On Thursday evening, the planet Mercury will be passing between Earth and Sun as seen from Earth – this is called inferior conjunction. Mercury will be shifting from the evening sky to the morning sky and will begin emerging from the glow of dawn on the eastern horizon after about June 20.

The day of – or the day after the new Moon – marks the start of the new month for most lunisolar calendars. The fifth month of the Chinese calendar starts on June 10, 2021 (at midnight in China’s time zone, which is 12 hours ahead of EDT). Sundown on June 10, marks the start of Tammuz in the Hebrew calendar. In the Islamic calendar, the months traditionally start with the first sighting of the waxing crescent Moon. Many Muslim communities now follow the Umm al-Qura Calendar of Saudi Arabia, which uses astronomical calculations to start months in a more predictable way. Using this calendar the eleventh month of the year, Dhu al-Qadah will begin at sunset on Thursday, June 10.

June 11

On Friday evening, June 11, 2021, the thin, waxing crescent Moon will appear to the lower right of the bright planet Venus on the west-northwestern horizon, setting about 12 minutes after evening twilight ends. Venus will likely be easier to spot in the glow of dusk than the thin crescent of the Moon.

June 12

On Saturday evening, June 12, 2021, the bright star Pollux will appear about 5 degrees above the waxing crescent Moon, with the bright planet Venus appearing about 8 degrees to the lower right of the Moon.

June 13

For the Washington, D.C. area (and similar latitudes, at least), the earliest sunrise of the year will occur on Sunday, June 13, 2021, at 5:42:11 a.m. EDT with twilight starting at 4:30 a.m..

On Sunday evening, the planet Mars will appear about 3 degrees below the waxing crescent Moon.

June 14

Monday, June 14, 2021, is the fifth day of the fifth month of the traditional Chinese calendar, the day of the Dragon Boat Festival.

June 15

Tuesday evening, June 15, 2021, the bright star Regulus will appear about 4 degrees to the lower left of the waxing crescent Moon.

June 17

On Thursday night, June 17, 2021, the Moon will appear half-full as it reaches its first quarter at 11:54 p.m. EDT.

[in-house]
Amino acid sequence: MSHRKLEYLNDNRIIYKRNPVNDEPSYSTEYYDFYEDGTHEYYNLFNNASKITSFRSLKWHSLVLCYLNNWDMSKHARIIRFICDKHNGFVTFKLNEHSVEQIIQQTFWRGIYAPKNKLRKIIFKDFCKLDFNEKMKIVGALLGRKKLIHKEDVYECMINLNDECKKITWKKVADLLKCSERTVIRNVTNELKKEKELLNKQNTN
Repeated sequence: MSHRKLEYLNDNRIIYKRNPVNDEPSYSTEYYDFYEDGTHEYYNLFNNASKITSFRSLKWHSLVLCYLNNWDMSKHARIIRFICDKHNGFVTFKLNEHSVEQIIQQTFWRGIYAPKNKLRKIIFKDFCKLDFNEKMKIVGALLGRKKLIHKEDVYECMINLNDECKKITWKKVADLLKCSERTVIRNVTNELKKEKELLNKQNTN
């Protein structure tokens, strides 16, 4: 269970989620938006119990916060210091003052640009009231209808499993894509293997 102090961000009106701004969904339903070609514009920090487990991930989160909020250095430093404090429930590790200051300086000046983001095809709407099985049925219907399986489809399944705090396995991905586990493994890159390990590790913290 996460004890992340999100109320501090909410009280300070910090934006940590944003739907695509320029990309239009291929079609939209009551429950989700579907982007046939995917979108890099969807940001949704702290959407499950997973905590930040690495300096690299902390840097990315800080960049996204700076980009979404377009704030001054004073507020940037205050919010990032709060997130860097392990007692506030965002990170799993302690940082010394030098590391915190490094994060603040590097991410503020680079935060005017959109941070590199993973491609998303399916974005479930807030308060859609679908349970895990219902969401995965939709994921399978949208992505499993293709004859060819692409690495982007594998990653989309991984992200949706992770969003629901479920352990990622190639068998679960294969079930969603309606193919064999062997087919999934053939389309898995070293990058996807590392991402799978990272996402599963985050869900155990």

June 19

Saturday evening, June 19, 2021, the bright star Spica will appear about 5 degrees below the waxing gibbous Moon.

June 20: Summer Solstice

Beginning the morning of Sunday, June 20, 2021, the planet Mercury will begin appearing above the horizon about 30 minutes before sunrise (approximately when it may start being visible in the glow of dawn). Mercury will not start appearing above the horizon at the time morning twilight begins until July 1.

Sunday night, at 11:32 p.m. EDT, will be the summer solstice, the astronomical end of spring and the beginning of summer. This will be the day with the longest period of daylight.

June 21

On Monday evening, June 21, 2021, the bright planet Venus (as the Evening Star) and the bright star Pollux will appear at their closest to each other, a little over 5 degrees apart. The pair will appear near each other during the latter part of June.

June 22

Tuesday evening, June 22, 2021, the bright star Antares will appear about 5 degrees below the waxing gibbous Moon.

June 23

Wednesday morning, June 23, 2021, at 5:56 a.m. EDT, the Moon will be at perigee, its closest to the Earth for this orbit.

June 24

The full Moon after next will be Thursday afternoon, June 24, 2021, at 2:40 p.m. EDT. The Moon will appear full for about 3 days centered on this time, from early Wednesday morning through early Saturday morning.

1 Comment on "We Just Had the Super Flower Blood Moon and an Eclipse – Here’s What’s Next!"

  1. This isn’t serious astronomy, its akin to astrology, be gone, away with you.